We have been given this task of preparing some small research on critical damping and comparing its behaviour and uses with over-damping. I am done with everything else but have been unable to find practical uses of over damping. It'd be great if someone could explain where it's desired.
closed as off-topic by JMac, Ruslan, ZeroTheHero, John Rennie, Jon Custer Aug 22 '17 at 12:34
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'Critical Damping' is a descriptive term given to 2nd order linear dynamic systems where the damping factor is ~ 1.0. And for the 2nd order system critical damping provides a settling towards your equilibrium point as quickly as possible without overshoot or bouncing about the equilibrium state: a smooth however rapid transition. If you specify critical damping you might be trying to get your system to settle with an asymptotic trajectory as quickly as possible like targeting a data track on a disk drive for example.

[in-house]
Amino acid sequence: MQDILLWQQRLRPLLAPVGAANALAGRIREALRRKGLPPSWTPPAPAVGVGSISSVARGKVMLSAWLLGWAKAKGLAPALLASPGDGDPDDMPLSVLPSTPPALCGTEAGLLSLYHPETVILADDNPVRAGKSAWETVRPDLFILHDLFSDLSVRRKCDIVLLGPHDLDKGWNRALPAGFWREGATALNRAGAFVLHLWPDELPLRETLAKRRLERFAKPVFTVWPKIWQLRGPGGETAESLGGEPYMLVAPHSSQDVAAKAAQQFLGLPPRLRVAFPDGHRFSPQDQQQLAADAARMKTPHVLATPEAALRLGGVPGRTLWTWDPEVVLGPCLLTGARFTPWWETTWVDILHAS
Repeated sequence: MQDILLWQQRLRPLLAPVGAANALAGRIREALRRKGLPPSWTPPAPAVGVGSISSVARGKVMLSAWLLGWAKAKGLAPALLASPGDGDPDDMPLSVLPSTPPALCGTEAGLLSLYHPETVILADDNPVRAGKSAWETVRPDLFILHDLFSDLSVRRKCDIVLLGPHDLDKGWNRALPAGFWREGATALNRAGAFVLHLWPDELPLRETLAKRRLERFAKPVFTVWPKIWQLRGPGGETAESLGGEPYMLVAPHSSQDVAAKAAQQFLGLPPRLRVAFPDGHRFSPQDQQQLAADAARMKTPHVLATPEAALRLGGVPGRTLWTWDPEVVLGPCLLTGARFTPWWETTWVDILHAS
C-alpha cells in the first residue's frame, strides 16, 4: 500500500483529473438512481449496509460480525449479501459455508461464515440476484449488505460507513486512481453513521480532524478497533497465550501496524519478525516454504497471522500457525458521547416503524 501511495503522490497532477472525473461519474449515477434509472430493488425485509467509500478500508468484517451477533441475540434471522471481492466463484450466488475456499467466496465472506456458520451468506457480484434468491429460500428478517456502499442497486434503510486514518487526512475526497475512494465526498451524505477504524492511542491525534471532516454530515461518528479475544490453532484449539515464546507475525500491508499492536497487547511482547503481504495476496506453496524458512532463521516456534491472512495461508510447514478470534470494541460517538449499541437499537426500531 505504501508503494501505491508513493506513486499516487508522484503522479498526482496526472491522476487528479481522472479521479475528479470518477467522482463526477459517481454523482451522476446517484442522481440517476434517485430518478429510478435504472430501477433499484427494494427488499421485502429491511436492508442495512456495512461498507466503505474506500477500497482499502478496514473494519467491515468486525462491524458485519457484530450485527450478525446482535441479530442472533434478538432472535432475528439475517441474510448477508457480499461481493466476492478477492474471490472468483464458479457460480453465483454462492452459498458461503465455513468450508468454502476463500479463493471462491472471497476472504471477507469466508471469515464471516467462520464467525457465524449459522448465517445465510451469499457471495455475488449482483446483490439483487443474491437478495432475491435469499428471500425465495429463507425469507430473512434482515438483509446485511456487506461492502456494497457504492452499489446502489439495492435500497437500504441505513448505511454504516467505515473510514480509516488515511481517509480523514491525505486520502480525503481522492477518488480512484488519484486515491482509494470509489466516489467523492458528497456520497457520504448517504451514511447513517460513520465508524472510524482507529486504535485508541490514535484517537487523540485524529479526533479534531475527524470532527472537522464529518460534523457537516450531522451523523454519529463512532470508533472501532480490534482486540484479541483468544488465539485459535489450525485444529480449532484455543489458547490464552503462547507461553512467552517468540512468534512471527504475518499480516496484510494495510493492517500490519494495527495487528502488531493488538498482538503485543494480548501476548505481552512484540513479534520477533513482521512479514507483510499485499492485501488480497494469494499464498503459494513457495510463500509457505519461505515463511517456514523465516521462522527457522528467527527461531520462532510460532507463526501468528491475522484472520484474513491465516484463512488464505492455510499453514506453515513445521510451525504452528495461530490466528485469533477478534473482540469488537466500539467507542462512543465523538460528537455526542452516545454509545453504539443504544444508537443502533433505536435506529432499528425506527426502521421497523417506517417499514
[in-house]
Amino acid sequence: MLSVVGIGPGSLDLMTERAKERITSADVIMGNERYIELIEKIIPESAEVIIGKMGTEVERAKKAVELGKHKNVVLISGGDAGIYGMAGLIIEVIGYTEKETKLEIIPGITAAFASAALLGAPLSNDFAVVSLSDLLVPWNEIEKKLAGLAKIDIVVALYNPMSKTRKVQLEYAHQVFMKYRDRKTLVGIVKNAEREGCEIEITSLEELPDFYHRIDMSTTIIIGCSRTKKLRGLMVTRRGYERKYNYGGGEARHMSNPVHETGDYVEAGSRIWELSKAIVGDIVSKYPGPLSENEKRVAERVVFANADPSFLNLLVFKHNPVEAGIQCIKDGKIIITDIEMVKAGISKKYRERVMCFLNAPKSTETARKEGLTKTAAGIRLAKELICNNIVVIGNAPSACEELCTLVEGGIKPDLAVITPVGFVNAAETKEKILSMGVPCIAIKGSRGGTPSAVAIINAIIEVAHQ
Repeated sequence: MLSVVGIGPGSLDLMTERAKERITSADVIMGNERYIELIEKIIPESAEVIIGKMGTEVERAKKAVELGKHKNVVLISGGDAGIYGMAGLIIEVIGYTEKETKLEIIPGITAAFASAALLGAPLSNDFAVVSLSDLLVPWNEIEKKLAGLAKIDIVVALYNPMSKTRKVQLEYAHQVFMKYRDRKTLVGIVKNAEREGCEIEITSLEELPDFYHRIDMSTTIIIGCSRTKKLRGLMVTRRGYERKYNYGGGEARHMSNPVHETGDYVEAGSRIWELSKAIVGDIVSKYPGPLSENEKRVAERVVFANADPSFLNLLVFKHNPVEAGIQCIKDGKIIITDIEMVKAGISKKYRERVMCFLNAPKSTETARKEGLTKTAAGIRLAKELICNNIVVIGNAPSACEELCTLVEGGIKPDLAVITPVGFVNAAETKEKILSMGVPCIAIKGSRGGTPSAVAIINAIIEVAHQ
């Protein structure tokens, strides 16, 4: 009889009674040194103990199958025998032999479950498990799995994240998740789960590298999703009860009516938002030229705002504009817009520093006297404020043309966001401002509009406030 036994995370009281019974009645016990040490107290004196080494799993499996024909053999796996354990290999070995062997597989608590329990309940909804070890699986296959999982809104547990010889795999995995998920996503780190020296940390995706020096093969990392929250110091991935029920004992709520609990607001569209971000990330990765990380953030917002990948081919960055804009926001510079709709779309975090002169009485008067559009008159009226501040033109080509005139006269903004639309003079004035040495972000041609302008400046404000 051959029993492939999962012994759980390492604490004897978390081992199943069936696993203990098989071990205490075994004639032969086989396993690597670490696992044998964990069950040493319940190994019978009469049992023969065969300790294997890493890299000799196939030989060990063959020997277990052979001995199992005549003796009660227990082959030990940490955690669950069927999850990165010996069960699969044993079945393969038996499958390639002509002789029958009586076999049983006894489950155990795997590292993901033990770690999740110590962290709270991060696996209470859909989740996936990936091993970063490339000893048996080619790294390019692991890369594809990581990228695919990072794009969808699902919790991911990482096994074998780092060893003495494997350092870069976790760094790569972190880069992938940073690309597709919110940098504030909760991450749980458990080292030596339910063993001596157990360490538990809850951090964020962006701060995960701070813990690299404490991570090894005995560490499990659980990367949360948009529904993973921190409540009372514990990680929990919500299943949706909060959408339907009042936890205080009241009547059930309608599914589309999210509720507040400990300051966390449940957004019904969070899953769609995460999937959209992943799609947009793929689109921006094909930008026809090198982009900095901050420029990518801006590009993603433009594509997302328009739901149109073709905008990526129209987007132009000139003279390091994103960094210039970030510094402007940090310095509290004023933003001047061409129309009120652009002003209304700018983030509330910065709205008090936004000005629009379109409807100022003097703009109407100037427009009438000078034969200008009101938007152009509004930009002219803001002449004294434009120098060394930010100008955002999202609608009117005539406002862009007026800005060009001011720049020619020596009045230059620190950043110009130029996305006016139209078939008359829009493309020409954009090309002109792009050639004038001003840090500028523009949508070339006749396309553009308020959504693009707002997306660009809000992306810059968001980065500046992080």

But with overdamping you are further reducing speed for smoothness of settling to your equilibrium value. Any example of public transportation braking systems would be good examples where the desire is to provide the rider with comfort over the speed of coming to a stop. Like a train, elevator or automobile.